cod. 1008147

Academic year 2020/21
2° year of course - Second semester
- Antonio RIZZI
Academic discipline
Impianti industriali meccanici (ING-IND/17)
Ingegneria gestionale
Type of training activity
72 hours
of face-to-face activities
9 credits
course unit

Learning objectives

Knowledge and understanding:
by means of frontal lessons, the student acquires the method and knowledge required to describe, understand and design the supply chain, like strategic choices, product flows, KPIs and performance measurements.
At the end of the course the student will understand how leading companies in their field (food, textile clothing, ebusiness, pharmaceutical) organize the suply chain to compete and generate competitive fiction

Applying knowledge and understanding:
Through practical classroom exercises connected to some important topics, students learn how to apply the acquired knowledge in a real context of design, as well as in multidisciplinary or non-familiar areas.In particular, the student will have to apply the acquired knowledge to the logistics network, stock management policies, KPIs measurements.

Making judgements:
The student must be able to understand and critically evaluate the supply netowork; using acquired knowledge, he will have to analyze existing systems and assess their performances and adequacy, assess the impact of strategic, planning and operational decisions, measure supply chain performances.
The student must be able to understand the substantial differences in terms of strategic decisions, planning and supply chain operations required in the various industrial sectors analyzed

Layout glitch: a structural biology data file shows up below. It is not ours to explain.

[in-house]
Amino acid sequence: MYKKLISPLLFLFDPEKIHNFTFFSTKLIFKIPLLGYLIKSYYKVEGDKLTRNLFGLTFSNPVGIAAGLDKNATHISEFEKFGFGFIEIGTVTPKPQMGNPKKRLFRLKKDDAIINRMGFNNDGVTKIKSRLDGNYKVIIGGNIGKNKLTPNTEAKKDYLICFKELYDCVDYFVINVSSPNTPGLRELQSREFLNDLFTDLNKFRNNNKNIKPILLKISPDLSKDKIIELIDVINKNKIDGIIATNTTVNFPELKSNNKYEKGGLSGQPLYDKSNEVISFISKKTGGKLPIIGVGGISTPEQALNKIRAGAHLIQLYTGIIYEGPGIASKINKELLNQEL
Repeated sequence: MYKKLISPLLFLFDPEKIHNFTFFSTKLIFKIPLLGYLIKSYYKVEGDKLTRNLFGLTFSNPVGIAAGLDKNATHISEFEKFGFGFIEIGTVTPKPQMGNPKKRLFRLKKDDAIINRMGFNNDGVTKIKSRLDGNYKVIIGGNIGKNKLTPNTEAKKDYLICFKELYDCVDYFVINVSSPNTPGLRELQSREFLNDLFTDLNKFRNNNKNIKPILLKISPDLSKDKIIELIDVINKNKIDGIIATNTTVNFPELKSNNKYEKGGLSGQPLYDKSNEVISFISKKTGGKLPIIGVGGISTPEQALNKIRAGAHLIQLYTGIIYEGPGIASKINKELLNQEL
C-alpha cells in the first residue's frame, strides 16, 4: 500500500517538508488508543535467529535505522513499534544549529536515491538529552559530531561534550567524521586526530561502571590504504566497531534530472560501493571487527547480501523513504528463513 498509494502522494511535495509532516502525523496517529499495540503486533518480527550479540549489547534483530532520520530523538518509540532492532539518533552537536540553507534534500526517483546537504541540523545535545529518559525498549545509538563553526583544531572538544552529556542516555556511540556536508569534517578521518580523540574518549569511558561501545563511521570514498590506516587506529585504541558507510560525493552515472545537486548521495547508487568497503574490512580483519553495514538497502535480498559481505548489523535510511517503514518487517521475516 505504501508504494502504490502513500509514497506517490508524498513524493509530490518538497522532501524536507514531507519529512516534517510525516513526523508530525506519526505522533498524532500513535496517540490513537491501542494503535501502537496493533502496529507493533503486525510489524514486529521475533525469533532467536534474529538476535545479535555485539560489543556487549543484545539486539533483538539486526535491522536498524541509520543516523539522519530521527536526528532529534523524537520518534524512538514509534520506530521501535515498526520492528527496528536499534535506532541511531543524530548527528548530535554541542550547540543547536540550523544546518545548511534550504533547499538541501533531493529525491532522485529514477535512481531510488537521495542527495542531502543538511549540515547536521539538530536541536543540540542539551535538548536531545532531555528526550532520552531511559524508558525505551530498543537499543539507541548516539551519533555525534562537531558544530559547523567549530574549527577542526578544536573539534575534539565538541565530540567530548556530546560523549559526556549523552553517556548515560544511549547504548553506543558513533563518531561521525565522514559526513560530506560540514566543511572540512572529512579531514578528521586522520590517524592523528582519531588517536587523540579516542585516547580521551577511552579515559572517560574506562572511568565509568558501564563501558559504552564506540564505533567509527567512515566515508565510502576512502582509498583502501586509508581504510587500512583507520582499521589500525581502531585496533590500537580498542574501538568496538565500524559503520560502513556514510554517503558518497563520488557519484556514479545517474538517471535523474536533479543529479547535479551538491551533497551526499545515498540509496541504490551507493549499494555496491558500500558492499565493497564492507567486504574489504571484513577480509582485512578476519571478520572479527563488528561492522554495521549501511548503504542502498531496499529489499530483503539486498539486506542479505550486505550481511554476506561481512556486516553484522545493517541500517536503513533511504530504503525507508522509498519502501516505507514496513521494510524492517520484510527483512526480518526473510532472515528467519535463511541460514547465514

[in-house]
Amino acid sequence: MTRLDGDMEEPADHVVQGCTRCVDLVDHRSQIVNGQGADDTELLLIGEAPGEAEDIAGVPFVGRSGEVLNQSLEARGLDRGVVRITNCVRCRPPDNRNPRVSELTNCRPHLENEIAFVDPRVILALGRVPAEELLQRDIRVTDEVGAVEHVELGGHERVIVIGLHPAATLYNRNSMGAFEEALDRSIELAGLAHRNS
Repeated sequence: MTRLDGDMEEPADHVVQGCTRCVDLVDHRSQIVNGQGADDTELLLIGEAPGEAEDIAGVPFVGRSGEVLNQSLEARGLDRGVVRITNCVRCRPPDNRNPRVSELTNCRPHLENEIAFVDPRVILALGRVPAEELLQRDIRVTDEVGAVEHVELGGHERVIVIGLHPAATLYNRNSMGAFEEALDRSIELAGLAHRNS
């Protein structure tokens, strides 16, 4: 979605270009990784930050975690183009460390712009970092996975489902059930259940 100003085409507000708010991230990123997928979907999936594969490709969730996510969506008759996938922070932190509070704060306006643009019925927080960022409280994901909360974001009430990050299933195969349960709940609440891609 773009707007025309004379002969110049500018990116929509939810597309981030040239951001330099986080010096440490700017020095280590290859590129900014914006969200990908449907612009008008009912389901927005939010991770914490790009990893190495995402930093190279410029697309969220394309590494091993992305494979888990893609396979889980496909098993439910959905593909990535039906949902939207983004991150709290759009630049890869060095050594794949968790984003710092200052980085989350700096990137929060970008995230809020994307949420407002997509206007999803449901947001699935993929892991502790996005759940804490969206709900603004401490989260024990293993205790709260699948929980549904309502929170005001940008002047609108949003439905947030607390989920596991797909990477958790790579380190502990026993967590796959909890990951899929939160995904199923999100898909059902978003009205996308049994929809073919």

Communication skills:
Through the front lessons and the assistance of the teacher, the student acquires the specific vocabulary inherent to the supply chain. At the end of the course, the student is expected to be able to communicate the main contents of the course, both written and orally, such as ideas, engineering issues and related solutions. The student must communicate his knowledge through appropriate tools, so numerical problems are solved using common methods in the industry such as tables, diagrams, flow charts, and numerical spreadsheets.
Through the analysis of business case in english the student will be appropriated of the Anglo-Saxon terminology related to supply chain management

Learning skills:
The student who has attended the course will be able to deepen his knowledge of production plants through the autonomous consultation of specialized books, scientific or divulgative journals, even outside the topics explained during lectures.
The student who has attended the course will be able to deepen their knowledge on supply chain management in general, through the independent consultation of specialized texts, scientific or popular magazines, even outside the topics dealt with strictly in class.


There are no compulsory prerequisites, but students are advised to have attended the course of Industrial Logistics and Operations Management

Course unit content

The competition in today's globalized markets is increasingly based on the ability of organizations to create and deliver value to their customers. Today, this value is mainly created by the efficient and efficient management of the logistics system. The Supply Chain Management course aims to analyze how, through the efficient and effective planning and management of the logistic process phases, it is possible to achieve the strategic objectives of increasing the service at the minimum overall cost. The discussion starts from the main definitions inherent to the supply chain, examines the main processes and actors, the performance in terms of service, the economic and strategic aspects.
Furthermore The course aims to analyze how it is possible to create competitive advantage through the efficient and efficient organization of the supply chain in different industrial sectors through the analysis of some real cases
During the course the analysis of case histories of successful companies is proposed, and the realization of seminars with the intervention of SC managers of external companies is planned.
The contents of the course and the terminology used are mainly in English

Full programme

Introduction to the course.